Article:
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2017 Basketball Special Issue -

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Why they stayed: Malik Hines, Chris Baldwin and C.J. Anderson -

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McConnell chooses politics over morals -

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Swipe right for love? Probably not. -

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‘The Florida Project’ is a monument to the other side of paradise -

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‘Thor: Ragnarok’ doesn’t have to be the best Marvel movie -

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Thursday’s NCAA tournament rematch between UMass men’s soccer and Colgate will be a battle of adjustments -

November 15, 2017

Veteran belonging and the decline of American communities discussed by journalist and author at Amherst College -

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UMass women’s basketball heads to North Dakota for two games -

November 15, 2017

‘13 Reasons Why’ is a constant cliffhanger

Beth Dubber/Netflix

Unless you’ve been living under a rock for the past few weeks, you’ve heard all the hype surrounding Netflix’s new hit show, “13 Reasons Why.” Whether you’re riding a PVTA bus, eating in the dining commons or hanging out in your dorm’s common room, people everywhere seem to be talking about this show. There’s good reason for why it’s the talk of the town.

“13 Reasons Why” is based on Jay Asher’s novel of the same name, which reached No. 1 on the New York Times’s best-sellers list in 2011. Notably, actress Selena Gomez is one of the show’s producers. Gomez, along with cast members Tommy Dorfman and Alisha Boe, got matching semicolons, an image that represents suicide awareness, tattooed on their wrists. In short, the show is clearly a product of passion for everyone involved, and we can see it in the final result.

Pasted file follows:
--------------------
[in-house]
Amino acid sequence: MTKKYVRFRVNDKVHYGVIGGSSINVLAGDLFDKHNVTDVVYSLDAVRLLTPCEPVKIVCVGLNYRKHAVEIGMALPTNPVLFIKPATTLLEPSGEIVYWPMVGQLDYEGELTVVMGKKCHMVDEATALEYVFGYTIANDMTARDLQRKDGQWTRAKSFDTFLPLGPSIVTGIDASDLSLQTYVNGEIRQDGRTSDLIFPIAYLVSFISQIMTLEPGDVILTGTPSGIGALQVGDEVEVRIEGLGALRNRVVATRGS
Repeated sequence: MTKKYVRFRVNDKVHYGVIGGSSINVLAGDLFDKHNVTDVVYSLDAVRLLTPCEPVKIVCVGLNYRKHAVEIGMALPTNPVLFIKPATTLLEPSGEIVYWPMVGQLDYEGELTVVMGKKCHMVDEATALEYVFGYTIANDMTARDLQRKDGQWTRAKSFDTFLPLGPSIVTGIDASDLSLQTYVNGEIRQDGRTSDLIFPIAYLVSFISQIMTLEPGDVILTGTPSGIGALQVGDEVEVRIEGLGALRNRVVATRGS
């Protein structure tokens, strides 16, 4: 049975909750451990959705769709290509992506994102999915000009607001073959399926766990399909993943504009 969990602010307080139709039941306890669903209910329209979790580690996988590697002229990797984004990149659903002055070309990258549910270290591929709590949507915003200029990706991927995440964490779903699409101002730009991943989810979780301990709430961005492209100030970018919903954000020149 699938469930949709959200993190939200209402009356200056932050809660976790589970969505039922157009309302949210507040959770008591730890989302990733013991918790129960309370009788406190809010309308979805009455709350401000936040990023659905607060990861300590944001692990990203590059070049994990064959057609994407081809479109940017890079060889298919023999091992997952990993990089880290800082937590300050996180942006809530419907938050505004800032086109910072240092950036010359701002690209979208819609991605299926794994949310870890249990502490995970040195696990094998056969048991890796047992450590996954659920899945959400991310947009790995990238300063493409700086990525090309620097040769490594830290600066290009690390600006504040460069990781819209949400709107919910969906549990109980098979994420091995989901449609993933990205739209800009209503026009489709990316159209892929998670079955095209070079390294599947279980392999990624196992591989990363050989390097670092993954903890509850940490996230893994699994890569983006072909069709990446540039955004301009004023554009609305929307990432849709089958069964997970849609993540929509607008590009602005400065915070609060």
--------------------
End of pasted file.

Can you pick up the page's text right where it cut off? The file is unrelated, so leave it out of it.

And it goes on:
“13 Reasons Why” chronicles the events leading up to high school student Hannah Baker’s suicide. Before taking her own life, Hannah records a series of 13 cassette tapes explaining what, and who, contributed to her untimely death.

Much like “Degrassi,” a clear influence, the show offers a laundry list of “high school issues,” in that it focuses on issues such as cyberbullying, slut-shaming, friendship drama and being the new kid in school. While college students are a bit past this stage of life, we can all relate to and remember dealing with these challenges a few years back. And of course, these problems can still crop up from time to time, regardless of age. To quote Bowling for Soup, “high school never ends.”

Although you may expect this series to be extremely depressing, it has some surprisingly humorous moments to lighten the mood. Protagonist Clay Jensen’s social awkwardness makes you laugh instead of cringe, while Hannah possesses a sarcastic, witty sense of humor when she speaks on the tapes.

However, while “13 Reasons Why” has plenty of amusing moments, at its essence, it’s mainly a mystery with Clay as the lead detective. With cliffhangers around every corner, it hooks you right from the start, when Clay stands in front of Hannah’s locker (now memorialized by the same people whose mockery and harassment drove her to suicide in the first place), and his sleazy classmate Justin accuses him of “looking for something.”

As the show is rooted in haunting past memories, flashbacks from Hannah’s life are incorporated into many of its scenes. Thanks to skillful camera work, these scenes from the past meld seamlessly into scenes set in the present.

The casting and soundtrack are both brilliant as well. Though Netflix humiliated itself with the whitewashed “Iron Fist,” it has redeemed itself somewhat with the impressive amount of diversity on display here.

Aside from its obvious entertainment value, this series also makes a statement about bullying in schools. It depicts the impact of Hannah’s death on friends and family members. One particularly striking moment comes when Hannah’s mother meets with the high school’s principal after her death, and ends up breaking down in tears in the girls’ restroom.

Beside the framing device of the disembodied voice of a dead girl on tape, the show addresses some of the everyday struggles of being a young adult. When Hannah moves to town, she must make new friends. Clay has helicopter parents who seem to have unrealistic expectations when it comes to their son’s activities with friends, while Justin cuts class, smokes weed and plays video games all day when school overwhelms him.

Nevertheless, the moral of the story (or show, in this case), is that students can act cruelly toward someone without even realizing the impact they have on that person. With the show’s vast audience, it will hopefully make teenagers think twice about their actions.

Tiffany Khuu can be reached at tkhuu@umass.edu.

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